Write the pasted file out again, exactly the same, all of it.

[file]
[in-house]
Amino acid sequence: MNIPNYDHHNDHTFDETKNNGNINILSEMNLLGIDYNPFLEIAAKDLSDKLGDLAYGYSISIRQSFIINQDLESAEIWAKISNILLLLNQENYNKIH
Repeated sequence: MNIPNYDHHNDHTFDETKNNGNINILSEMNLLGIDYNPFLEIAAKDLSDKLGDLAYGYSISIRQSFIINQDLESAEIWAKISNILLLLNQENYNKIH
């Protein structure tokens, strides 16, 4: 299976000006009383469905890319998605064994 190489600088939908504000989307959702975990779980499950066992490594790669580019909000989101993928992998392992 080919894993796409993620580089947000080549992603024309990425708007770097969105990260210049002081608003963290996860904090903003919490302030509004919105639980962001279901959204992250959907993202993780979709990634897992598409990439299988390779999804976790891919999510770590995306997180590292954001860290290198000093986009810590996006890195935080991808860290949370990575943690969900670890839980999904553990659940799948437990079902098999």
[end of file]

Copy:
[in-house]
Amino acid sequence: MNIPNYDHHNDHTFDETKNNGNINILSEMNLLGIDYNPFLEIAAKDLSDKLGDLAYGYSISIRQSFIINQDLESAEIWAKISNILLLLNQENYNKIH
Repeated sequence: MNIPNYDHHNDHTFDETKNNGNINILSEMNLLGIDYNPFLEIAAKDLSDKLGDLAYGYSISIRQSFIINQDLESAEIWAKISNILLLLNQENYNKIH
């Protein structure tokens, strides 16, 4: 299976000006009383469905890319998605064994 190489600088939908504000989307959702975990779980499950066992490594790669580019909000989101993928992998392992 080919894993796409993620580089947000080549992603024309990425708007770097969105990260210049002081608003963290996860904090903003919490302030509004919105639980962001279901959204992250959907993202993780979709990634897992598409990439299988390779999804976790891919999510770590995306997180590292954001860290290198000093986009810590996006890195935080991808860290949370990575943690969900670890839980999904553990659940799948437990079902098999």